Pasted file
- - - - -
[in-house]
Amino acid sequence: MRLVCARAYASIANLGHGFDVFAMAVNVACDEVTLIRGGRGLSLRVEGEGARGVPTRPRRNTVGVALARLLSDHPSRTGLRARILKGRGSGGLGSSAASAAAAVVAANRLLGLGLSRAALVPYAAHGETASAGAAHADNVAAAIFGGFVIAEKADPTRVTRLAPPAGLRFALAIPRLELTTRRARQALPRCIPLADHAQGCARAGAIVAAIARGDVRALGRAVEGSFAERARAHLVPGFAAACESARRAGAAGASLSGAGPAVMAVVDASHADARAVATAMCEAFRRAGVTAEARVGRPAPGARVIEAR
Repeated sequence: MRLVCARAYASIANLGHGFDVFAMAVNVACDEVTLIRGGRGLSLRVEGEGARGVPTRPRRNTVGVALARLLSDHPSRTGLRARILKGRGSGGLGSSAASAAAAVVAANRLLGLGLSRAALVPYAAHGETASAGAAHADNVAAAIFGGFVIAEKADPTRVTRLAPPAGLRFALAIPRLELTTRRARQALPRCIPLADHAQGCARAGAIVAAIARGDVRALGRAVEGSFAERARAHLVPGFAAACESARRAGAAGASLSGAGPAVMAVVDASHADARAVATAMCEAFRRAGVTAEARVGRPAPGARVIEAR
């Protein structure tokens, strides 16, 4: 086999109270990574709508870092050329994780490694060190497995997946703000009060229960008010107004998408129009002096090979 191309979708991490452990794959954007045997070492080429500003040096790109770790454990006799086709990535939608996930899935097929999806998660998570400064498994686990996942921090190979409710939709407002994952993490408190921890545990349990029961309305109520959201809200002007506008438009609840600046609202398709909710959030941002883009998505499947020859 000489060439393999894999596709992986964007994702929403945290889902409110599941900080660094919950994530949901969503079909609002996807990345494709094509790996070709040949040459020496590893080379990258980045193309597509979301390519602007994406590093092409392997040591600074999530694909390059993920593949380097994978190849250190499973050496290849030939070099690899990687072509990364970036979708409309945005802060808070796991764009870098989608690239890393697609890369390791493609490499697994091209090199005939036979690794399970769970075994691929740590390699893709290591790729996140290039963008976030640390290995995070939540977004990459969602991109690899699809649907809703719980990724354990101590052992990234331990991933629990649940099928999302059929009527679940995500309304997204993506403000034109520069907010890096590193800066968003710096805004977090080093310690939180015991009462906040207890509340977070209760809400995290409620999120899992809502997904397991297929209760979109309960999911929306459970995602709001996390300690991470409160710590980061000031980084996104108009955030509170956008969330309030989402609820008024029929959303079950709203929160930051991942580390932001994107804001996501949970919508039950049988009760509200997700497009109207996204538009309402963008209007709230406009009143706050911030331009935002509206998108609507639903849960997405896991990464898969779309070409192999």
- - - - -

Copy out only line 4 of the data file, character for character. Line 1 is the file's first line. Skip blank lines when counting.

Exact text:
């Protein structure tokens, strides 16, 4: 086999109270990574709508870092050329994780490694060190497995997946703000009060229960008010107004998408129009002096090979 191309979708991490452990794959954007045997070492080429500003040096790109770790454990006799086709990535939608996930899935097929999806998660998570400064498994686990996942921090190979409710939709407002994952993490408190921890545990349990029961309305109520959201809200002007506008438009609840600046609202398709909710959030941002883009998505499947020859 000489060439393999894999596709992986964007994702929403945290889902409110599941900080660094919950994530949901969503079909609002996807990345494709094509790996070709040949040459020496590893080379990258980045193309597509979301390519602007994406590093092409392997040591600074999530694909390059993920593949380097994978190849250190499973050496290849030939070099690899990687072509990364970036979708409309945005802060808070796991764009870098989608690239890393697609890369390791493609490499697994091209090199005939036979690794399970769970075994691929740590390699893709290591790729996140290039963008976030640390290995995070939540977004990459969602991109690899699809649907809703719980990724354990101590052992990234331990991933629990649940099928999302059929009527679940995500309304997204993506403000034109520069907010890096590193800066968003710096805004977090080093310690939180015991009462906040207890509340977070209760809400995290409620999120899992809502997904397991297929209760979109309960999911929306459970995602709001996390300690991470409160710590980061000031980084996104108009955030509170956008969330309030989402609820008024029929959303079950709203929160930051991942580390932001994107804001996501949970919508039950049988009760509200997700497009109207996204538009309402963008209007709230406009009143706050911030331009935002509206998108609507639903849960997405896991990464898969779309070409192999």